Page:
Soon, the small business owner, newly a widow, with a young special needs child, ran into a whole new added layer of stress: 2020. “My world was flipped upside down in July of 2019,” Kelly says. “Then, seven months later, when the whole world was flipped upside down, it was like a double whammy for me. I’d think, ‘Am I alive? Is this real life? Am I going to wake up from this?’”


During the pandemic, Kelly sold all three businesses. She and Everett moved to Bentonville, where at Everett’s new school, the director of admissions happens to be the only other little person they know locally.


The best kid in the world

Asked to describe what Everett is like at six, Kelly’s voice softens, all stress leaving it.


“He’s the best kid in the world, and so smart. He already reads! He’s the most sensitive and empathetic child. He looks out after people. He’s very kind. He’s very positive and joyful,” the proud mama shares.


Like his dad, Everett loves video games. He also has a love of soccer; as his team’s goalie, her lion-hearted son can contribute without having to keep up with longer-legged kids on the field.


Healthy, safe and loved

Kelly’s finding ways to cope with the dwarfism stigma. She speaks out when she sees little people being degraded online, something they have often grown desensitized to. And she tries to have compassion for those who don’t understand it.


What helped was realizing most people only see little people in Hollywood, where they’re usually mythical creatures: Munchkins, Oompa Loompas, Ewoks, dwarves, elves. The dearth of positive, real-life portrayals means people are often either scared or think it’s funny when they meet little people in real life. “There are so many misconceptions, and they’re often treated in less humane ways than average people,” she says.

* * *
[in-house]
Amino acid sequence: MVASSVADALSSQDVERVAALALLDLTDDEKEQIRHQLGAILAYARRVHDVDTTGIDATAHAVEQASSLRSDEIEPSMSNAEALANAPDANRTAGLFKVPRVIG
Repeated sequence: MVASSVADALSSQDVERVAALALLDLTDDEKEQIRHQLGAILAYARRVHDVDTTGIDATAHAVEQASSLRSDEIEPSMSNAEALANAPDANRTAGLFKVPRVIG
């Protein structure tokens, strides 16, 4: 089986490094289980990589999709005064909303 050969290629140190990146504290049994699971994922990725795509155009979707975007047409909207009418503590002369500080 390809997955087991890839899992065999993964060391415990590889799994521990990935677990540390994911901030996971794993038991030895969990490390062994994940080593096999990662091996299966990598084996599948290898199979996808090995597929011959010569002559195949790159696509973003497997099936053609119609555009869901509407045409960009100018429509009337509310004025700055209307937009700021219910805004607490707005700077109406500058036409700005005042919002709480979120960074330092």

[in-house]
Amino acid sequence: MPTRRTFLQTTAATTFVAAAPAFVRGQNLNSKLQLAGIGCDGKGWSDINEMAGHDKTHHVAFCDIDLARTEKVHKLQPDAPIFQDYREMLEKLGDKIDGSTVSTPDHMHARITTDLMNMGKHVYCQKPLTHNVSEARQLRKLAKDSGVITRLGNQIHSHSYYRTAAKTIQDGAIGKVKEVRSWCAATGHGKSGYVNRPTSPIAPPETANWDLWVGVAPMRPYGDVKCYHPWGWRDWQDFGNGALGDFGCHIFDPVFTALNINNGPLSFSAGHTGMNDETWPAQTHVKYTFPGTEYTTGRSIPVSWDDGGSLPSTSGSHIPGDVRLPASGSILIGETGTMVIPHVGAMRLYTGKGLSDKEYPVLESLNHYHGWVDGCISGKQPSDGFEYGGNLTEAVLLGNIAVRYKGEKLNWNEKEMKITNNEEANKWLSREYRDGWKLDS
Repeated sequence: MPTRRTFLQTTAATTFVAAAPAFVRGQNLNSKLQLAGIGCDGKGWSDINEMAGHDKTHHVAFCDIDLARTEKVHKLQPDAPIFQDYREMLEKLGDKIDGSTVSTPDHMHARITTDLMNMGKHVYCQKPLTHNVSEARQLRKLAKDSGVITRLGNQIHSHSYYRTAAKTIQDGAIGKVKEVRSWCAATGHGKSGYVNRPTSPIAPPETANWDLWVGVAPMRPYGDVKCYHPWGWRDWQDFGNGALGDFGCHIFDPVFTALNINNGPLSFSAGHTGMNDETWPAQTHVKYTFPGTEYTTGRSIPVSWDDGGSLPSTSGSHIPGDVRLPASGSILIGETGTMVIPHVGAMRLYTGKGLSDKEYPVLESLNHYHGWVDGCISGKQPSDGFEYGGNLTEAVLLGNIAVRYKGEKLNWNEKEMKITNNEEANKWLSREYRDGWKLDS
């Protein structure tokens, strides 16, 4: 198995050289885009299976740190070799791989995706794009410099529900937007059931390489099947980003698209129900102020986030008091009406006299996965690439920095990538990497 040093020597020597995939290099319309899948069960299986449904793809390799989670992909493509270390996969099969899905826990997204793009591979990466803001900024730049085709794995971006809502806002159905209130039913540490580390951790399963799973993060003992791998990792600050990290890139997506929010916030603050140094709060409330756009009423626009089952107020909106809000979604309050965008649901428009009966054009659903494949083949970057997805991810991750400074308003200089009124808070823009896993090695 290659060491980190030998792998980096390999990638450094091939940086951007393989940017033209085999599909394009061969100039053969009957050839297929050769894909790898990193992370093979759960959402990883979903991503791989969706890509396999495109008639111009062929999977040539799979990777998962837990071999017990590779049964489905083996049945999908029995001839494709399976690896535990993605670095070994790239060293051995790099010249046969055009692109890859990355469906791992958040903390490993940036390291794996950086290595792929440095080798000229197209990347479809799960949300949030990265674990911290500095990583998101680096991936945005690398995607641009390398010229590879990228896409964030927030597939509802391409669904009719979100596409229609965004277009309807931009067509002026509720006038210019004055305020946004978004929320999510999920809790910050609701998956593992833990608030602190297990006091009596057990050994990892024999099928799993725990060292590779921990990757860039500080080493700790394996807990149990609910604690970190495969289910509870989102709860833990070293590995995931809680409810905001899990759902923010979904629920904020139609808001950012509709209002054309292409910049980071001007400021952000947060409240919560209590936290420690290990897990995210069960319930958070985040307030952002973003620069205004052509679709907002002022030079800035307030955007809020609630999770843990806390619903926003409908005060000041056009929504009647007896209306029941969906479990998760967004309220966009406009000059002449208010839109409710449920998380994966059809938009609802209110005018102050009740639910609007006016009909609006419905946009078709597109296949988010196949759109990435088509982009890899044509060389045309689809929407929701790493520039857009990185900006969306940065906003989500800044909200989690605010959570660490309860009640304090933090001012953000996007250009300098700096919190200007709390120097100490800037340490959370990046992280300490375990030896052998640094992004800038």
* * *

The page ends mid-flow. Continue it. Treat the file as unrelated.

That term, “average,” is key. It’s the preferred term in the little people community, rather than “normal.” Kelly says, “The opposite of normal is very negative. I never want to see Everett as abnormal.”


She’s not decided what comes next; there’s time to figure that out as she heals from the pain of loss. “My hope for us—the words Everett and I use a lot—are safe, healthy and loved. I just want us to have healthy, safe relationships where we feel really loved, and to have solid faith that guides us,” she says. “And I want him to have confidence and peace about who he is, not question how God made him or how people receive him. I want both of us to have that confidence and peace about who we are.”